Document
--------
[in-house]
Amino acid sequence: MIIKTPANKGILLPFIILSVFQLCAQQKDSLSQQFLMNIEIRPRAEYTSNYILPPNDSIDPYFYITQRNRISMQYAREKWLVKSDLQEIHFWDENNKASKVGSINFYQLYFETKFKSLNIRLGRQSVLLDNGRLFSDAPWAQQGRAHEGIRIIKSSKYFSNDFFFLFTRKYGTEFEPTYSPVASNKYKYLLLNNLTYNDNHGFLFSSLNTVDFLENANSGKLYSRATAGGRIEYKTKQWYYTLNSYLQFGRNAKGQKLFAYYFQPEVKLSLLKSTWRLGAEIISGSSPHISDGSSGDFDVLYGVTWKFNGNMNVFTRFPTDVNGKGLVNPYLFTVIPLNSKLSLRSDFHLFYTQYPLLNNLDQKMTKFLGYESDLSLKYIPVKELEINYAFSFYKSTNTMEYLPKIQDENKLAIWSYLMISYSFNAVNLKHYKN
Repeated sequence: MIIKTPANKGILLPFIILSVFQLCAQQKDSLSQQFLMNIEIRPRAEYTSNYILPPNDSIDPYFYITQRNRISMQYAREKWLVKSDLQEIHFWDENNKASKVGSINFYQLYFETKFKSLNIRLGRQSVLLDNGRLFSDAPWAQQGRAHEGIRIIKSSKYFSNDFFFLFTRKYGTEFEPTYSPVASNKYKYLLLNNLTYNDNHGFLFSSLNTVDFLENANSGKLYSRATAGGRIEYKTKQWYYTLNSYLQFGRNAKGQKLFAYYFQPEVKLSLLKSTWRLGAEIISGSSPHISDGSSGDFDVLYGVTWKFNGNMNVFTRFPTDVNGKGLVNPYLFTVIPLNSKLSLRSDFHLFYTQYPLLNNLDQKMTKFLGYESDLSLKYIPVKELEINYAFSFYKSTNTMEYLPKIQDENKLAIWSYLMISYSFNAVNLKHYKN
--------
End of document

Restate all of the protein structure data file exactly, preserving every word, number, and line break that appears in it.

[in-house]
Amino acid sequence: MIIKTPANKGILLPFIILSVFQLCAQQKDSLSQQFLMNIEIRPRAEYTSNYILPPNDSIDPYFYITQRNRISMQYAREKWLVKSDLQEIHFWDENNKASKVGSINFYQLYFETKFKSLNIRLGRQSVLLDNGRLFSDAPWAQQGRAHEGIRIIKSSKYFSNDFFFLFTRKYGTEFEPTYSPVASNKYKYLLLNNLTYNDNHGFLFSSLNTVDFLENANSGKLYSRATAGGRIEYKTKQWYYTLNSYLQFGRNAKGQKLFAYYFQPEVKLSLLKSTWRLGAEIISGSSPHISDGSSGDFDVLYGVTWKFNGNMNVFTRFPTDVNGKGLVNPYLFTVIPLNSKLSLRSDFHLFYTQYPLLNNLDQKMTKFLGYESDLSLKYIPVKELEINYAFSFYKSTNTMEYLPKIQDENKLAIWSYLMISYSFNAVNLKHYKN
Repeated sequence: MIIKTPANKGILLPFIILSVFQLCAQQKDSLSQQFLMNIEIRPRAEYTSNYILPPNDSIDPYFYITQRNRISMQYAREKWLVKSDLQEIHFWDENNKASKVGSINFYQLYFETKFKSLNIRLGRQSVLLDNGRLFSDAPWAQQGRAHEGIRIIKSSKYFSNDFFFLFTRKYGTEFEPTYSPVASNKYKYLLLNNLTYNDNHGFLFSSLNTVDFLENANSGKLYSRATAGGRIEYKTKQWYYTLNSYLQFGRNAKGQKLFAYYFQPEVKLSLLKSTWRLGAEIISGSSPHISDGSSGDFDVLYGVTWKFNGNMNVFTRFPTDVNGKGLVNPYLFTVIPLNSKLSLRSDFHLFYTQYPLLNNLDQKMTKFLGYESDLSLKYIPVKELEINYAFSFYKSTNTMEYLPKIQDENKLAIWSYLMISYSFNAVNLKHYKN